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  • 05.02.17

Here’s What To Expect From Tesla’s Q1 2017 Earnings

The electric carmaker delivered a record number of vehicles over the last three months, but can Elon Musk and company keep it up? Judgment day is coming.

Here’s What To Expect From Tesla’s Q1 2017 Earnings
[Photo: courtesy of Tesla]

It’s been an interesting quarter for Tesla. Over the last three months, the electric carmaker surpassed Ford Motor’s market cap, discussed the development of semi-trucks, and delivered a record 25,000 vehicles—putting it on track to furnish 50,000 cars by mid-year as promised. Since January, Tesla’s stock has grown from roughly $216 per share to $317.08 per share.

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This all looks well and good for the young car company, but judgment day is coming. Tesla will post its quarterly earnings tomorrow afternoon, and analysts are expecting Q1 losses of 81 cents per share on revenue of $2.6 billion. A year ago, it claimed losses of 57 cents per share on revenue of $1.6 billion.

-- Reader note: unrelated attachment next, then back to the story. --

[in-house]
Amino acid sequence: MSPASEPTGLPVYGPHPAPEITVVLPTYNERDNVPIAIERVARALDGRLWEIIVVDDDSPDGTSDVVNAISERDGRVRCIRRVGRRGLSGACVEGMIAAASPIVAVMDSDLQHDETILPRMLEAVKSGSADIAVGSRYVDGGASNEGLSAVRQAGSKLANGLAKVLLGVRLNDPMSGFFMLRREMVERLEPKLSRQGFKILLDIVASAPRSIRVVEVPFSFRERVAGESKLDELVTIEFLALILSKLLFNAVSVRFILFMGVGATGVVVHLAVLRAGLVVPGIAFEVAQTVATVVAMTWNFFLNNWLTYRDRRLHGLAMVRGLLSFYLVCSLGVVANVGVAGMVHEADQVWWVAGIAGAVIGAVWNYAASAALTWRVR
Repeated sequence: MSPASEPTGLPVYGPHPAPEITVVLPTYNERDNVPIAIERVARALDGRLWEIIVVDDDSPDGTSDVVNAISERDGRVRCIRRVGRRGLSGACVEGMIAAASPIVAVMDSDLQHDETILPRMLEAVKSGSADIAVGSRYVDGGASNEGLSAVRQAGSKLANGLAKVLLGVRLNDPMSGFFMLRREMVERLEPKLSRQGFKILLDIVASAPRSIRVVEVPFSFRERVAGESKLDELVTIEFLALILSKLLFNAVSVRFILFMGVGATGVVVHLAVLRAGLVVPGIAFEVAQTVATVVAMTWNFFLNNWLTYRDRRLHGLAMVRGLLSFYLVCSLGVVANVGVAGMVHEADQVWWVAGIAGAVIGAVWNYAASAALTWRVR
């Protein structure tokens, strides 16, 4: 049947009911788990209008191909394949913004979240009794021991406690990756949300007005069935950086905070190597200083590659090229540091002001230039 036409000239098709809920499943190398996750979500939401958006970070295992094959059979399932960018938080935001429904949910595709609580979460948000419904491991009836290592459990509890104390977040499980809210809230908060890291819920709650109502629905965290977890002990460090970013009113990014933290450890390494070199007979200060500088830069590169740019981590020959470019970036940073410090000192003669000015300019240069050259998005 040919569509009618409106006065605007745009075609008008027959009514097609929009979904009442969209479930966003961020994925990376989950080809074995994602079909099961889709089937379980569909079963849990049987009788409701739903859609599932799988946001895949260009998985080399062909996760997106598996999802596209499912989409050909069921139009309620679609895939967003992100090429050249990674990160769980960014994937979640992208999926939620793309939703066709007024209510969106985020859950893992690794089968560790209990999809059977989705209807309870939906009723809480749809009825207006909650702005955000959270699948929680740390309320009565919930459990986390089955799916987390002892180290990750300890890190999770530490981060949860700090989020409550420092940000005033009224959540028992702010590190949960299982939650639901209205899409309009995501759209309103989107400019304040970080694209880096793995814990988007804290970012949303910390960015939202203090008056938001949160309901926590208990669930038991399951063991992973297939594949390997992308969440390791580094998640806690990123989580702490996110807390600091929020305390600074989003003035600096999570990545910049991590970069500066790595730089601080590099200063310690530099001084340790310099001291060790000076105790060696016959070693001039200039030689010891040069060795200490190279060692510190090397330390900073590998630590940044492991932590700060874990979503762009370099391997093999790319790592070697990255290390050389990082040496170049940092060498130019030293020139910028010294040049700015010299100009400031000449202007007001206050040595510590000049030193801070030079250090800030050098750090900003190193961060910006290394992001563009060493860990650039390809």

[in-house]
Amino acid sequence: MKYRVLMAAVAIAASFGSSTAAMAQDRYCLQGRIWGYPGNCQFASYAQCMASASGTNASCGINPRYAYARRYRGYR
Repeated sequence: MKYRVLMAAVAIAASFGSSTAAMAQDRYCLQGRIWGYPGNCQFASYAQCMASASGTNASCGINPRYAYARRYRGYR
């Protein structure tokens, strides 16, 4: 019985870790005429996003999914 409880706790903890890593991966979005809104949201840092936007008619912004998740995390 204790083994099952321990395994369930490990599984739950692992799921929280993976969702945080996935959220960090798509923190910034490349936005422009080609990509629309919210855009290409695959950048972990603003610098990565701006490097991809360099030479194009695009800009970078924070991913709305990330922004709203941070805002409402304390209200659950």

There are two main questions investors will be looking to answer: How will Tesla make good on its lofty promise to manufacture 500,000 electric vehicles in 2018? And what will be the long-term impact of its acquisition of SolarCity?

First, the vehicles: So far this year, Tesla has produced about 25,418 vehicles. To raise production for 2018, it’s going to have to sink a considerable amount of cash into manufacturing. At the end of 2016, CEO Elon Musk said he planned to spend between $2 billion and $2.5 billion on kicking up Model 3 production, its more mass-market vehicle, which is expected to debut in July with deliveries to follow.

As for SolarCity, the company will start taking orders for the unit’s sexiest product, solar roofing, in April. However, only two styles will be available, with another two to come online in 2018. While Musk has promised to focus on making Tesla’s solar business profitable, not everyone is convinced.

Last month, CNBC reported Bank of America analyst John Murphy gave Tesla stock an underperform rating, noting, “We believe the SolarCity acquisition introduces material risks to the longer-term viability of TSLA, while the recent capital raise only serves to further dilute potential shareholder value.”

Tesla will report first-quarter 2017 earnings on Wednesday afternoon after the closing bell. We’ll have a full report then and will be listening in on the earnings call for more updates.

About the author

Ruth Reader is a writer for Fast Company who covers gig economy platforms, contract workers, and the future of jobs.

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